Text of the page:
November 17, 2015 / 1:26 PM / 3 years ago

Romanian government meant to tackle corruption wins parliament's backing

BUCHAREST (Reuters) - Romania’s government of technocrats won a confidence vote in parliament by an overwhelming margin on Tuesday for a one-year term to drive through reforms and stamp on corruption.

A woman holds a national flag and makes the victory sign as her vehicle passes in front of the government headquarters in Bucharest, Romania November 4, 2015. REUTERS/Inquam Photos/Octav Ganea

Prime Minister Dacian Ciolos’s predecessor, leftist Victor Ponta, stepped down on Nov. 4, bowing to public anger over a nightclub fire which killed 56 people and prompted a popular campaign slogan ‘Corruption kills’. He is facing charges of forgery and money laundering.

“It is a critical moment,” Ciolos told parliament just before the vote. “Confidence in politics, in state institutions seems weakened. People are expecting, now more than ever in the last 25 years, a change in the way public interest is managed.”

The cabinet of experts, a first Romania’s 25 post-Communist years, was backed by the biggest parties, the Liberals and former ruling Social Democrats. It includes European Commission staff, diplomats and civil society leaders and was approved by 389 votes to 115,

Its first task will be to prepare a 2016 budget and push it through parliament.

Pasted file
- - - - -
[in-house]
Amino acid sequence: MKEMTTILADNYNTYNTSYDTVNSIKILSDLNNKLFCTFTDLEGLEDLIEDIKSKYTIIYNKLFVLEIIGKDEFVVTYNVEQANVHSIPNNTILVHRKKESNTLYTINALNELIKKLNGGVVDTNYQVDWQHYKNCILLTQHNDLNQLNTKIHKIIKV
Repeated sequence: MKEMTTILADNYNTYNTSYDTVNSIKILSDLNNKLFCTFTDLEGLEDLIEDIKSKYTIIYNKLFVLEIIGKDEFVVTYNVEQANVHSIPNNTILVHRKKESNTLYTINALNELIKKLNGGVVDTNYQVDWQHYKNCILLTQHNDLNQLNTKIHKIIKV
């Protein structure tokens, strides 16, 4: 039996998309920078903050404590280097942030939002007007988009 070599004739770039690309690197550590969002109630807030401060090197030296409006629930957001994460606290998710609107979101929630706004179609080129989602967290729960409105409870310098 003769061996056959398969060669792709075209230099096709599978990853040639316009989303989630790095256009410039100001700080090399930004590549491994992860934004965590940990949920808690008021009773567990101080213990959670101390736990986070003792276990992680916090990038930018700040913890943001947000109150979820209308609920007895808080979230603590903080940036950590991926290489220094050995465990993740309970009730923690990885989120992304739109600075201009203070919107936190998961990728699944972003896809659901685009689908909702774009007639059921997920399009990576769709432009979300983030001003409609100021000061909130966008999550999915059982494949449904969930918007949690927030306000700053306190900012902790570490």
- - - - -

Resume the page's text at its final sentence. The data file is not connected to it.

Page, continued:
“This government can’t be anything but yours too, to the extent that you take responsibility for it,” Ciolos told deputies.

Parliament had earmarked tax cuts proposed by the leftists, including a reduction in general value added tax to 20 percent from 24 percent and state wage hikes in next year’s plans - which the finance minister has made clear cannot be changed.

Fitch Ratings warned last week that fiscal relaxation could hamper the stability of public finances.

Among the government line-up, Ciolos picked Anca Paliu Dragu, an economist at the European Commission, to take over the finance ministry and Raluca Pruna - an anti-corruption expert who works at the European Commission in Brussels, as justice minister.

Romania ended a precautionary aid deal led by the International Monetary Fund in September and a new deal will likely not be considered in the next year as Romania’s finances are in good shape and economic growth solid, Dragu has said.

President Klaus Iohannis said on his Facebook page after the vote: “This is a proof that parties understood that a government of technocrats represents now the best solution for Romania.”

Local elections are scheduled in Romania in the first half of 2016, followed by parliamentary elections in December.

Editing by Ruth Pitchford

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